Europe’s deflation deepened in January — prices fell 0.6% year over year.
That’s a joint-record low for the 15-year-old currency union, matching the drop seen in 2009, when prices tumbled immediately after the financial crisis.
The core figure is being closely watched — it fell back to 0.7% in December and plunged to 0.5% in January: That’s the lowest in the eurozone’s history, too.
The figure tries to measure inflation but strips out very volatile items like food and, crucially, energy. Eurozone inflation has been dropping for a couple of years, but falling oil prices have finally pushed the index into negative territory.
Spanish prices in December fell 1.5%, the steepest drop of any major eurozone economy, and Germany joined the club in January with prices down 0.5% year on year.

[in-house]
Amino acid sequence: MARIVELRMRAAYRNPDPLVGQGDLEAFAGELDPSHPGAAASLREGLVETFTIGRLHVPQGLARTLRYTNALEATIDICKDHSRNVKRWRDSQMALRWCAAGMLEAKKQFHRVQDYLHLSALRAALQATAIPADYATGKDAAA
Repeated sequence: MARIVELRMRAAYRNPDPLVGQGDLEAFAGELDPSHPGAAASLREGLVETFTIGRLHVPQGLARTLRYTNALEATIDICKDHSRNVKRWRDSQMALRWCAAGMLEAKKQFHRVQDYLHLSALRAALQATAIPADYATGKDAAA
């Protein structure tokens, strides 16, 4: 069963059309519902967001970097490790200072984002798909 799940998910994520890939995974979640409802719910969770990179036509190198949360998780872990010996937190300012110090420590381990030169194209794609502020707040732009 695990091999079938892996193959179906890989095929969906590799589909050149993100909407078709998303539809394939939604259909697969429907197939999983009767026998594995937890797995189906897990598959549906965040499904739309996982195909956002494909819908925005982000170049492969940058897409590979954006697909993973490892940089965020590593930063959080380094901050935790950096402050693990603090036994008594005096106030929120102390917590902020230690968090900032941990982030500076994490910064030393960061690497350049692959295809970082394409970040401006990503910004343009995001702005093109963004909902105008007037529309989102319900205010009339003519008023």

Food prices and industrial goods are falling a little, but it’s clear that the near 9% plunge in energy prices is driving the collapse.
Deflation makes it more and more difficult for the eurozone governments to get their sovereign debts under control: When €1 is worth more tomorrow than it is today, any debts you make in euros are effectively growing.
If prices keep falling and firms decide not to raise wages as a result, deflation can become self-fulfilling, a sort of vicious cycle that economists sometimes call a deflationary spiral. Once people expect deflation to continue, it can be hard to change that.
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